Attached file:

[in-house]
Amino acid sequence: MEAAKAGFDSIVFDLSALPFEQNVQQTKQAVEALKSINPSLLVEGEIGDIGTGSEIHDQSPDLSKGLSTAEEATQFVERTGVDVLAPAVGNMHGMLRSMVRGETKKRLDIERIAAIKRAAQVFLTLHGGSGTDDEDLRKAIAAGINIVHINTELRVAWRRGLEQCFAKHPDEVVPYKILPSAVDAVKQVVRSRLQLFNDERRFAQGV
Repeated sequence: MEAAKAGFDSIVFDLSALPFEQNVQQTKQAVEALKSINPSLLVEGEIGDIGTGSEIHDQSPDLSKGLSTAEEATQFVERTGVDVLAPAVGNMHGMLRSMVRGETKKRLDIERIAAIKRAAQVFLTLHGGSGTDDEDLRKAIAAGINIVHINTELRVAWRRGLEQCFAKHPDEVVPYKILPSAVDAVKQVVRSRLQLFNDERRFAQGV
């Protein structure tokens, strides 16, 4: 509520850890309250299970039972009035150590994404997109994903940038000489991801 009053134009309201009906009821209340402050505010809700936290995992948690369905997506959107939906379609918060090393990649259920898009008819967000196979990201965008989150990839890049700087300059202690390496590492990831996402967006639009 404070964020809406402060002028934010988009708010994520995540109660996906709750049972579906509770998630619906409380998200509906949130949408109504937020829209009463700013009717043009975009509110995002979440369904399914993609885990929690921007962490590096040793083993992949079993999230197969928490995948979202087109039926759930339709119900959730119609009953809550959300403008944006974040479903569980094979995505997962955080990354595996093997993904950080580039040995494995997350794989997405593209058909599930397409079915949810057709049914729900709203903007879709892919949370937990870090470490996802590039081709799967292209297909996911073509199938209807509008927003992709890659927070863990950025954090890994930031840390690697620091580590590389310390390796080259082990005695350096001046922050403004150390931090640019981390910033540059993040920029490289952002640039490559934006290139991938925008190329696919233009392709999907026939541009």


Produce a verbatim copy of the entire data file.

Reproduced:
[in-house]
Amino acid sequence: MEAAKAGFDSIVFDLSALPFEQNVQQTKQAVEALKSINPSLLVEGEIGDIGTGSEIHDQSPDLSKGLSTAEEATQFVERTGVDVLAPAVGNMHGMLRSMVRGETKKRLDIERIAAIKRAAQVFLTLHGGSGTDDEDLRKAIAAGINIVHINTELRVAWRRGLEQCFAKHPDEVVPYKILPSAVDAVKQVVRSRLQLFNDERRFAQGV
Repeated sequence: MEAAKAGFDSIVFDLSALPFEQNVQQTKQAVEALKSINPSLLVEGEIGDIGTGSEIHDQSPDLSKGLSTAEEATQFVERTGVDVLAPAVGNMHGMLRSMVRGETKKRLDIERIAAIKRAAQVFLTLHGGSGTDDEDLRKAIAAGINIVHINTELRVAWRRGLEQCFAKHPDEVVPYKILPSAVDAVKQVVRSRLQLFNDERRFAQGV
């Protein structure tokens, strides 16, 4: 509520850890309250299970039972009035150590994404997109994903940038000489991801 009053134009309201009906009821209340402050505010809700936290995992948690369905997506959107939906379609918060090393990649259920898009008819967000196979990201965008989150990839890049700087300059202690390496590492990831996402967006639009 404070964020809406402060002028934010988009708010994520995540109660996906709750049972579906509770998630619906409380998200509906949130949408109504937020829209009463700013009717043009975009509110995002979440369904399914993609885990929690921007962490590096040793083993992949079993999230197969928490995948979202087109039926759930339709119900959730119609009953809550959300403008944006974040479903569980094979995505997962955080990354595996093997993904950080580039040995494995997350794989997405593209058909599930397409079915949810057709049914729900709203903007879709892919949370937990870090470490996802590039081709799967292209297909996911073509199938209807509008927003992709890659927070863990950025954090890994930031840390690697620091580590590389310390390796080259082990005695350096001046922050403004150390931090640019981390910033540059993040920029490289952002640039490559934006290139991938925008190329696919233009392709999907026939541009």